“Hello” Joaquin greets in a small voice.  He is not sure if he is scared or not.  “She is just a little girl, smaller and younger than me” Joaquin tells himself.  “Maybe she’s only 6 years old.”  The girl does not look up.  Joaquin moves closer.  “Hello” he says in a louder voice.   Still, the little girl does not look up.  He walks closer.  The chickens flee from him as he goes closer.  The girl notices and looks up.

“Whaaaaaaa!”  the girl shouts as she drops her bowl of feeds and turns to run to the back of the cottage.  The chickens fly in all directions sending dust and dirt in a swirl.  They make such a noise that breaks the quiet of the morning.

Joaquin freezes, too scared to move.  He looks around with wide eyes.  After what feels like a long time, he starts to relax.  The girl is nowhere to be seen.  He slowly walks to the back of the bamboo cottage and stretches his neck to look around the bend.  Crouched between two large clay pots is the little girl.  Her eyes were larger than his and more scared.  Joaquin relaxes and smiles at the little girl.

“Hello” he says again.  No response.  The little girl just stares at him.  “My name is Joaquin.  I live in The Farm, over there in the White House,”  he says pointing in the direction of the sugarcane fields.

The little girl follows his finger and back to him.  She claps her hands to ears and shakes her head.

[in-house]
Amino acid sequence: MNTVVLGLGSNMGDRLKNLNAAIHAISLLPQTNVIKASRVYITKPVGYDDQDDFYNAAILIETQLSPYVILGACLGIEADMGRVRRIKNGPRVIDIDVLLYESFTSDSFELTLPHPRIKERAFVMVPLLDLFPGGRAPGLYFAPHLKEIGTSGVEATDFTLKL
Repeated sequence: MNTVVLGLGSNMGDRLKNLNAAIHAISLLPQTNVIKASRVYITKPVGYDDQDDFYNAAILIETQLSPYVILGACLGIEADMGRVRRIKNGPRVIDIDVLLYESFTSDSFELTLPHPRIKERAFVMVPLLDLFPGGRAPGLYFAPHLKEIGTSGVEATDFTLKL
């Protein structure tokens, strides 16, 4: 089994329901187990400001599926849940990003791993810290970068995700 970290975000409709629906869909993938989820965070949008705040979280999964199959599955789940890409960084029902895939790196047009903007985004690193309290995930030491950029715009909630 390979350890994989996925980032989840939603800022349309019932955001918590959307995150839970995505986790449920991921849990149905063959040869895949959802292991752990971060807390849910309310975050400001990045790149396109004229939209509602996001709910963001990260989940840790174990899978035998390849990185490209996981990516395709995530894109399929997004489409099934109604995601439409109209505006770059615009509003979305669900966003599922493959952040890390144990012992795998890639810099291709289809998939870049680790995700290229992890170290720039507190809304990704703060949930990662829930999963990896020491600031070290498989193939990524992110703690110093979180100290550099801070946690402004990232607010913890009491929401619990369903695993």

Whack!  Joaquin sits up, fully awake.  Iggy was laughing, standing beside his bed.  Whack!  Iggy slammed a book on the bedside table.

“Wake up, lazy bones or we’ll be late!  Everybody’s gone to the main house.  I volunteered to wake and wait for you.”  Iggy proudly said with a silly grin.

Joaquin looked at Iggy and out the window.  “I just had a very weird dream” he says.

“Well, you’re weird, so nothing weird about that” Iggy says chuckling.  “Let’s go, I’m hungry.”

“Did you know that we have neighbors beyond the field?  There’s a little girl who lives there.  I think she’s deaf.” Joaquin persisted.

“Impossible.  We have buildings for nei—”  Iggy suddenly stopped and gave Joaquin a strange look.  With eyes almost jumping out of its sockets, Iggy asked “Was she wearing a white dress and feeding the chickens?”

“You saw her too?  So it wasn’t a dream?  Or was it?” Joaquin whispered.

Lando’s Travels (in space)

Honk, honk! went the cars and buses.
Vroom, vroom, vroom! went the motorcycles.

Lando dropped from Jupiter to Earth. He was reading the new book on space that his uncle gave him. Lando loves everything about space. He knows the name of all the planets, the constellations and their distances from earth. He tried to read the page again, but it was too noisy. The television was blaring from his neighbor’s house. One neighbor was watching a soap opera while another was watching cartoons. Someone was singing off-key in a karaoke session. Just outside their door, children were screaming and laughing, running after each other. Lando could hear a baby crying.